clock menu more-arrow no yes mobile

Filed under:

Ameer Abdullah: Nebraska's X Factor. And Maybe All-American.


An excellent recruiting class had left the Cornhuskers flush with young running back talent to develop behind Rex Burkhead going into fall practice this last August. Aaron Green was huge get and a top 10 high school running back nationally. Braylon Heard was considered to be at the same level coming out of high school in 2010, had straightened out his issues and was ready to join the team as well.

Also joing the class with a little buzz and some talk about his speed was a much lesser heralded back named Ameer Abdullah. His coach was very high on him and he looked quick in the film. He seemed like the ideal candidate to redshirt and "bulk up a little" before becoming a situational type player. I was fully on board with that opinion.


I was dead wrong.

Abdullah, it seems, had other ideas about his role for his true freshman season - and redshirting wasn't part of it. With the two other freshmen competing for snaps behind Burkhead as well, the way to make a big splash was not going to be at I-Back necessarily. He had been returning kicks and punts since his freshman year of high school, however, and it was there he quickly stood out. There was a definite learning curve to deal with as the size and speed of players coming at him was on a completely different level.

By kickoff of the Fresno St. game, the learning curve had been dealt with. After three returns with a long of 38, he exploded for 100 yard TD that sparked Nebraska's big 4th quarter. He uncorked a 66 yarder the next week against Washington and is currently #3 in the country in kickoff returns. Husker fans aren't the only ones who have noticed either as both Sporting News and have tabbed Abdullah as the kick returner on their mid-season All American teams.

As if that isn't enough, throwing him in the backfield mid-game in relief of Burkhead for one or two toss sweeps right is becoming a mortal lock for a nine yard gain each time. It may not be Video Bo Jackson in Tecmo Bowl, but most folks, Bo Pelini included, will never turn down a toss sweep for a nine yard gain. And stop to think what that nine yard gain will become on that play where he gets one more block and a chance to cut back a few steps toward some open space in the middle of the field...?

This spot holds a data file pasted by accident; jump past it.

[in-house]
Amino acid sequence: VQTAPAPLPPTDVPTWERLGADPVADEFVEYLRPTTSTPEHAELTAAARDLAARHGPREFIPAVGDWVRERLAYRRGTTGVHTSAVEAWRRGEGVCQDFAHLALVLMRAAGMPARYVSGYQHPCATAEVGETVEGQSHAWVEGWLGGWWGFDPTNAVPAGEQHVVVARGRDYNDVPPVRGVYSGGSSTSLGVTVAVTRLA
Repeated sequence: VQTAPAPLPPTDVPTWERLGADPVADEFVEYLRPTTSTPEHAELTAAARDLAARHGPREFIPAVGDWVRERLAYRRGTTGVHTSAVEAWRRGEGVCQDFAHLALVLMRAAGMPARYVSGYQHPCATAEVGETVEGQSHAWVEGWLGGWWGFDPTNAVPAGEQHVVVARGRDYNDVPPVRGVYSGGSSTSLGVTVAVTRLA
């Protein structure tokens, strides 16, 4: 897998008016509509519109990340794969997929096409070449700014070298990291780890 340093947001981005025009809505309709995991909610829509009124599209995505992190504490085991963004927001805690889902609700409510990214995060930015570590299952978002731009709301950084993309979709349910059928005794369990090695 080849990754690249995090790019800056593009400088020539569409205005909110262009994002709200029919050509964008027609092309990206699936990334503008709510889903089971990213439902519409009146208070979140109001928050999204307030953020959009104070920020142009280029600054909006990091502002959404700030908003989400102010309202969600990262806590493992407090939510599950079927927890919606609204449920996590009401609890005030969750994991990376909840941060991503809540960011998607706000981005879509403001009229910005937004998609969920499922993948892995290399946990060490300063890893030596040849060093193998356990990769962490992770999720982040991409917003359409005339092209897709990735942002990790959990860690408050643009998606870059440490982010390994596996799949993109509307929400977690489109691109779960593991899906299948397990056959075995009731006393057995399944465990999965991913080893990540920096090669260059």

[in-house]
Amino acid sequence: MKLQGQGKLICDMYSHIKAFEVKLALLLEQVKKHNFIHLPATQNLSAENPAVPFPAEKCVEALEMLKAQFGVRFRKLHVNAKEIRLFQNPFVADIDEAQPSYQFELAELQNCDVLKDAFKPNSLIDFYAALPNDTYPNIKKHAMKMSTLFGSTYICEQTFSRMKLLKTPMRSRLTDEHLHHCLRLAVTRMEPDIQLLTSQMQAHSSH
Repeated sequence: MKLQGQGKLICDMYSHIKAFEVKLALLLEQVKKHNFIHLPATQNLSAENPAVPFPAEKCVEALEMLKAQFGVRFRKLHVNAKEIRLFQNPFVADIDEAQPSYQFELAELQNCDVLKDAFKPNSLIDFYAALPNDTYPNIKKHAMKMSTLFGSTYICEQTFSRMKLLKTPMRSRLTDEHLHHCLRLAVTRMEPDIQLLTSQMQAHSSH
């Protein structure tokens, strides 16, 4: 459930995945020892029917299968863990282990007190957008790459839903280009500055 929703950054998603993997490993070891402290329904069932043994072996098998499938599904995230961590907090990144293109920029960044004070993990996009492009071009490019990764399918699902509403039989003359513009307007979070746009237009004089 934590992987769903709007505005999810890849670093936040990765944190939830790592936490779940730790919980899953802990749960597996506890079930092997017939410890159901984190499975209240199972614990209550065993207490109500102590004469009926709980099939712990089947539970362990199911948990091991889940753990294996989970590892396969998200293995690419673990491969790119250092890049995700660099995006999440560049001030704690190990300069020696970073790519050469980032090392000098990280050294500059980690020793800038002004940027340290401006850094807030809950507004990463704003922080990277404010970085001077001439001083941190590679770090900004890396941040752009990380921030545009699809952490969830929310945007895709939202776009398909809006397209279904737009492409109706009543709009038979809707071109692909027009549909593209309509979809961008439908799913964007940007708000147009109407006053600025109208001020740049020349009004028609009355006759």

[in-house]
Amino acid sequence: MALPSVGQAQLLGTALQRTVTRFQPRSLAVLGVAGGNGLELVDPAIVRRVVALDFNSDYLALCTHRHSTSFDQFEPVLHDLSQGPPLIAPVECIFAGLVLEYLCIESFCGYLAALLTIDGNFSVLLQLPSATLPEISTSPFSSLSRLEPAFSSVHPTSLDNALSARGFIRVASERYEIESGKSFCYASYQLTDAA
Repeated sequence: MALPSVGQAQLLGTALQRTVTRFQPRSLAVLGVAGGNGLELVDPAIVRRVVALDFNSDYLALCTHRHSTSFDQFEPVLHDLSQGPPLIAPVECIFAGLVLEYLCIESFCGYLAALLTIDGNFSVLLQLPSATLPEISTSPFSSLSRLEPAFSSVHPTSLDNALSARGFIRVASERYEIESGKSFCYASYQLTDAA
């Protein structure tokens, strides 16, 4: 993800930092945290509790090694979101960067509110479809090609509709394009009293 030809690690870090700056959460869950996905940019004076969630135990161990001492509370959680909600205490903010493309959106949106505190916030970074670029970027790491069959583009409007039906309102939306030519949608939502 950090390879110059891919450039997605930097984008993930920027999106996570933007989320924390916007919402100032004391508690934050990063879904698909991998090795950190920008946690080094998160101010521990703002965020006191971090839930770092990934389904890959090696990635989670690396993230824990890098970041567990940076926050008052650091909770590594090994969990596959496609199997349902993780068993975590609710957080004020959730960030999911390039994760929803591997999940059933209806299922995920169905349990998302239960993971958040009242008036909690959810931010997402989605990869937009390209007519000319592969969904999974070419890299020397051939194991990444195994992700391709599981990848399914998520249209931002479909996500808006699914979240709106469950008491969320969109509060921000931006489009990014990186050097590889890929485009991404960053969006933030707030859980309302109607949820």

The three prodigies will back up Rex for one more year and then Abdullah gets his chance to compete with his more highly touted friends for a shot at a number one job. Would you care to bet against him seeing what you've seen thus far?

So what does he mean to the Huskers for the present time being?

Many think that a breakaway return threat is a nice luxury but not quite as important as that offense that can deliver time and again - sort of like adding that satellite dish to the roof of the RV. I mean, it's fun having the Dish Network while you roll, but, dude, you're still in an RV, right?

True enough, but I still say it's the little things that win college football games. The little things and a theory that I call the "They're a Bunch of Freaking 20 Year Olds!!" Theory. It says that even the most mature of 20 year olds are usually an emotional mess deep down and the adrenalin flow involved with playing in front of 90,000 people combines with that relative inexperience and immaturity to create a roller coaster level of play in close games. Some handle it better than others, yes, but it exists at some level in the best of them.

So what does that have to do with Abdullah and his returns? Simple. If he's returning a non game-opening or post-halftime kickoff, he's doing it right after the other team has scored. Now, normally, the demeanor of the team and fans is a bit down in these situations, and the adrenaline drops accordingly.


This year, when the other team scores, once everyone is done going "Crap!" and "Sumbitch", they look up and see those dreads prowling around the goal line. The fans in the stands start buzzing. The players on the sideline start hopping around a little and a couple of the guys on the return team start waving and raising their arms to the crowd to get them on their feet. The feeling that there's a chance "We can get this right back, right NOW," becomes the vibe and roar begins in the stands and on the field.

Even if he "only" brings it back 25 yards, the attitude has been changed and hope has been temporarily restored. The other squad's score has been temporarily forgotten, because that Abdullah kid might take one to the house. Hope is springing eternal once again, because when the freshman from Alabama settles under that kick, anything can happen.

THAT is what a 5'9" 180 freshman named Ameer Abdullah brings to the table right now.